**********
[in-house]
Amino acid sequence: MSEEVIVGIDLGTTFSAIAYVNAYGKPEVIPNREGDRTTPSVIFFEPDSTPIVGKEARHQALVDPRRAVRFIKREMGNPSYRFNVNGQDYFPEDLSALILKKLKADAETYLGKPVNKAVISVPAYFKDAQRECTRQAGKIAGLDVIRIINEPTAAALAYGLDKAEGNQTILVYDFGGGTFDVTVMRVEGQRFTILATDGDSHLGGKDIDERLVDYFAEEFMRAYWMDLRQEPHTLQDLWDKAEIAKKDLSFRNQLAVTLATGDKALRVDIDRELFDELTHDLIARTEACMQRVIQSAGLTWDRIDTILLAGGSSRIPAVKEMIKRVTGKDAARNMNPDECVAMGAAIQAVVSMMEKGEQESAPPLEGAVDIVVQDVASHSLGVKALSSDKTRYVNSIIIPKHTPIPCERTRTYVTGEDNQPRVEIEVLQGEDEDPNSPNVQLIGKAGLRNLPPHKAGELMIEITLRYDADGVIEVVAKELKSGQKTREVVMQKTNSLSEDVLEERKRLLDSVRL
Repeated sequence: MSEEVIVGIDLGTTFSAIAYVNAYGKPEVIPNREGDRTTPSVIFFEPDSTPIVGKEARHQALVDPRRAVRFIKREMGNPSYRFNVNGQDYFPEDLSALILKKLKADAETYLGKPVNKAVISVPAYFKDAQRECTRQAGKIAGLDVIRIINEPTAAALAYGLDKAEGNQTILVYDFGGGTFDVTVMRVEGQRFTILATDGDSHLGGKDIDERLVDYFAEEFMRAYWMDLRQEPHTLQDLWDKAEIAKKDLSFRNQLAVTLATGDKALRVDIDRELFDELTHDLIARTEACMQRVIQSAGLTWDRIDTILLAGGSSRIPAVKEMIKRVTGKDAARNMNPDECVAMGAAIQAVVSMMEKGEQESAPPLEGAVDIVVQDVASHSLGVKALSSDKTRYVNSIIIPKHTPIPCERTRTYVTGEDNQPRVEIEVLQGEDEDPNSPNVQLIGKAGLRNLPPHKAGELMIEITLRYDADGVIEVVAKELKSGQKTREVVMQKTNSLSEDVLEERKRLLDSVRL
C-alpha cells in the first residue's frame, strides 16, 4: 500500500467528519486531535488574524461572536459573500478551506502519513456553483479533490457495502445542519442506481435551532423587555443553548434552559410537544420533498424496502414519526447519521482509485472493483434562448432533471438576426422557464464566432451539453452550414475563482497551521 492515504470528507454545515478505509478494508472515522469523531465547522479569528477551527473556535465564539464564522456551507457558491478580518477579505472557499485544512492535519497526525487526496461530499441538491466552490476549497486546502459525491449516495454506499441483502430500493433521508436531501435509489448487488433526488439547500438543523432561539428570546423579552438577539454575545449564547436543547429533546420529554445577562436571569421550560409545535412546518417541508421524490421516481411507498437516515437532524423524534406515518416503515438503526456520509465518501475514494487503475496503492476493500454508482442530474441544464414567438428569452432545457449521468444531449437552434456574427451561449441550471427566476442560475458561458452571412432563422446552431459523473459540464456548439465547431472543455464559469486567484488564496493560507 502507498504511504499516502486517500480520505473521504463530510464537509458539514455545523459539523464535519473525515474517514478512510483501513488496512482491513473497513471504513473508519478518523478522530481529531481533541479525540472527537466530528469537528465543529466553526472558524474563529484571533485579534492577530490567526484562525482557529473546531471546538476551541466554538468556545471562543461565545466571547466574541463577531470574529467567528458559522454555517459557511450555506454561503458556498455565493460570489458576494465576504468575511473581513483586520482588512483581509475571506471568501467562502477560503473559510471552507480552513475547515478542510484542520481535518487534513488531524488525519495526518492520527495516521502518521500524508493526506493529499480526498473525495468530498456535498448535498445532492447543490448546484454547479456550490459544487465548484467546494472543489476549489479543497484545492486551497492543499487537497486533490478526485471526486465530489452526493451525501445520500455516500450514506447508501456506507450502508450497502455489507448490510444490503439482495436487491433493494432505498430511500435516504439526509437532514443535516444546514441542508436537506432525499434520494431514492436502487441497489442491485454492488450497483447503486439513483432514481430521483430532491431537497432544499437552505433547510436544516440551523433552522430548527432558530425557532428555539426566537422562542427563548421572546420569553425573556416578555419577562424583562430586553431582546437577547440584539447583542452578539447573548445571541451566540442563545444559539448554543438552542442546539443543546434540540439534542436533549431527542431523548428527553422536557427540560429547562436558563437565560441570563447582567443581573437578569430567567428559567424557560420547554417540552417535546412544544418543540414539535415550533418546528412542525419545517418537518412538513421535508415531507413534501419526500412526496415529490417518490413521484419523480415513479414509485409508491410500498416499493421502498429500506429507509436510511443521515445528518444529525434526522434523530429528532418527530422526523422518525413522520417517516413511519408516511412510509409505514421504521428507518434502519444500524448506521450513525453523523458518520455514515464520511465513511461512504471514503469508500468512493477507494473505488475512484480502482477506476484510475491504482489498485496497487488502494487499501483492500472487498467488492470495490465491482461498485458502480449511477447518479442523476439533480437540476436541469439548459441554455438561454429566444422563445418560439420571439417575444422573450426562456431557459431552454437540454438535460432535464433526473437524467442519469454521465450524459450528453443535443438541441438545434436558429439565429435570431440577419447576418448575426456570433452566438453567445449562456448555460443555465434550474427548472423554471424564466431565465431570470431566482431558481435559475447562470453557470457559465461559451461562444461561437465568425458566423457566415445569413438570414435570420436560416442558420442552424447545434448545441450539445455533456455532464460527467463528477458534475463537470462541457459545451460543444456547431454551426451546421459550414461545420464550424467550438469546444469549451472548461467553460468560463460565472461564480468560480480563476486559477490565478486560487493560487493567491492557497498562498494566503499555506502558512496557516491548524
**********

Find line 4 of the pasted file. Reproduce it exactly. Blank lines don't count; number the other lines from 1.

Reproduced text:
C-alpha cells in the first residue's frame, strides 16, 4: 500500500467528519486531535488574524461572536459573500478551506502519513456553483479533490457495502445542519442506481435551532423587555443553548434552559410537544420533498424496502414519526447519521482509485472493483434562448432533471438576426422557464464566432451539453452550414475563482497551521 492515504470528507454545515478505509478494508472515522469523531465547522479569528477551527473556535465564539464564522456551507457558491478580518477579505472557499485544512492535519497526525487526496461530499441538491466552490476549497486546502459525491449516495454506499441483502430500493433521508436531501435509489448487488433526488439547500438543523432561539428570546423579552438577539454575545449564547436543547429533546420529554445577562436571569421550560409545535412546518417541508421524490421516481411507498437516515437532524423524534406515518416503515438503526456520509465518501475514494487503475496503492476493500454508482442530474441544464414567438428569452432545457449521468444531449437552434456574427451561449441550471427566476442560475458561458452571412432563422446552431459523473459540464456548439465547431472543455464559469486567484488564496493560507 502507498504511504499516502486517500480520505473521504463530510464537509458539514455545523459539523464535519473525515474517514478512510483501513488496512482491513473497513471504513473508519478518523478522530481529531481533541479525540472527537466530528469537528465543529466553526472558524474563529484571533485579534492577530490567526484562525482557529473546531471546538476551541466554538468556545471562543461565545466571547466574541463577531470574529467567528458559522454555517459557511450555506454561503458556498455565493460570489458576494465576504468575511473581513483586520482588512483581509475571506471568501467562502477560503473559510471552507480552513475547515478542510484542520481535518487534513488531524488525519495526518492520527495516521502518521500524508493526506493529499480526498473525495468530498456535498448535498445532492447543490448546484454547479456550490459544487465548484467546494472543489476549489479543497484545492486551497492543499487537497486533490478526485471526486465530489452526493451525501445520500455516500450514506447508501456506507450502508450497502455489507448490510444490503439482495436487491433493494432505498430511500435516504439526509437532514443535516444546514441542508436537506432525499434520494431514492436502487441497489442491485454492488450497483447503486439513483432514481430521483430532491431537497432544499437552505433547510436544516440551523433552522430548527432558530425557532428555539426566537422562542427563548421572546420569553425573556416578555419577562424583562430586553431582546437577547440584539447583542452578539447573548445571541451566540442563545444559539448554543438552542442546539443543546434540540439534542436533549431527542431523548428527553422536557427540560429547562436558563437565560441570563447582567443581573437578569430567567428559567424557560420547554417540552417535546412544544418543540414539535415550533418546528412542525419545517418537518412538513421535508415531507413534501419526500412526496415529490417518490413521484419523480415513479414509485409508491410500498416499493421502498429500506429507509436510511443521515445528518444529525434526522434523530429528532418527530422526523422518525413522520417517516413511519408516511412510509409505514421504521428507518434502519444500524448506521450513525453523523458518520455514515464520511465513511461512504471514503469508500468512493477507494473505488475512484480502482477506476484510475491504482489498485496497487488502494487499501483492500472487498467488492470495490465491482461498485458502480449511477447518479442523476439533480437540476436541469439548459441554455438561454429566444422563445418560439420571439417575444422573450426562456431557459431552454437540454438535460432535464433526473437524467442519469454521465450524459450528453443535443438541441438545434436558429439565429435570431440577419447576418448575426456570433452566438453567445449562456448555460443555465434550474427548472423554471424564466431565465431570470431566482431558481435559475447562470453557470457559465461559451461562444461561437465568425458566423457566415445569413438570414435570420436560416442558420442552424447545434448545441450539445455533456455532464460527467463528477458534475463537470462541457459545451460543444456547431454551426451546421459550414461545420464550424467550438469546444469549451472548461467553460468560463460565472461564480468560480480563476486559477490565478486560487493560487493567491492557497498562498494566503499555506502558512496557516491548524